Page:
Under “Resources to download”, accessible from within the main menu or from within the “Hand-Held” menu, viewers will find URLs to the NFB’s Website that further explain the Filmmaker-in-Residence program. For Cizek, it resurrects the values embodied in Challenge for Change, an NFB program of the 1960s and 1970s that included the subjects of documentaries as active participants in the filmmaking process. For examples of footage from that earlier era, this reviewer recommends the NFB’s Léonard Forest: Filmmaker & Poet, while Still Longshots and this ability constitute two more recent documentaries in the same vein. Hand-held operates according to the same collaborative approach whereby marginalized or disenfranchised individuals have an opportunity to be seen and heard.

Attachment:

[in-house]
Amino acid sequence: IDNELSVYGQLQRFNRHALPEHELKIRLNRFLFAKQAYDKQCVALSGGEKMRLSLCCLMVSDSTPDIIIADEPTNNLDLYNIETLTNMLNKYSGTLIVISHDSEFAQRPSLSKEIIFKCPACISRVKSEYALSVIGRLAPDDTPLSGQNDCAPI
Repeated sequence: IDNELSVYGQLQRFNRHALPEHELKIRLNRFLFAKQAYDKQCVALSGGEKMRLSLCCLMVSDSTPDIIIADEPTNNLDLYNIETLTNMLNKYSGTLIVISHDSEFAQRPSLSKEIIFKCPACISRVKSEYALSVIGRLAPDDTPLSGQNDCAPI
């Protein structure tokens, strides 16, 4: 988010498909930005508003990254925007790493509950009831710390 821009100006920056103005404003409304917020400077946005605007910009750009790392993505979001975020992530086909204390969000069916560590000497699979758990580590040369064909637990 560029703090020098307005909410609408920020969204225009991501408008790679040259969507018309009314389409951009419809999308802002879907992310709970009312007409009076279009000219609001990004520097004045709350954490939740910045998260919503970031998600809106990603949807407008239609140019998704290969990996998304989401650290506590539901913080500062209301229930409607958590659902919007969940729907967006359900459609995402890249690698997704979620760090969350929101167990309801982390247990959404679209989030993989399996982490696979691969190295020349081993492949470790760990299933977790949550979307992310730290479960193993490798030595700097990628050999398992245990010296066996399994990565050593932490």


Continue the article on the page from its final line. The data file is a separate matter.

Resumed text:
The goal of Hand-held, emphasizes workshop coordinator Dawn Wilkinson, was not to entertain nor to educate, but rather to initiate dialogue between health care workers and patients. Still, for viewers not yet engaged in that conversation, Hand-held is educational. It doesn’t merely relay statistics; it relates them to real people. For instance, at the beginning of each of the “22 Street Health Mini Stories”, the name of the person surveyed appears on-screen in white against a black background; since it is the sole focal point for approximately 10 seconds, this measure ensures the name will make an impression on the viewer. Still photos of the interviewee follow, accompanied by text that denotes that person’s age and the length of time he or she has been homeless. The youngest person surveyed is 25, the oldest 65, with many in their forties. The amount of time they’ve been homeless ranges from two-and-a-half months to 23 years. They are more than strictly numbers, however, as they demonstrate by the different expressions and tones in their visages and voices as they relate the details of their circumstances.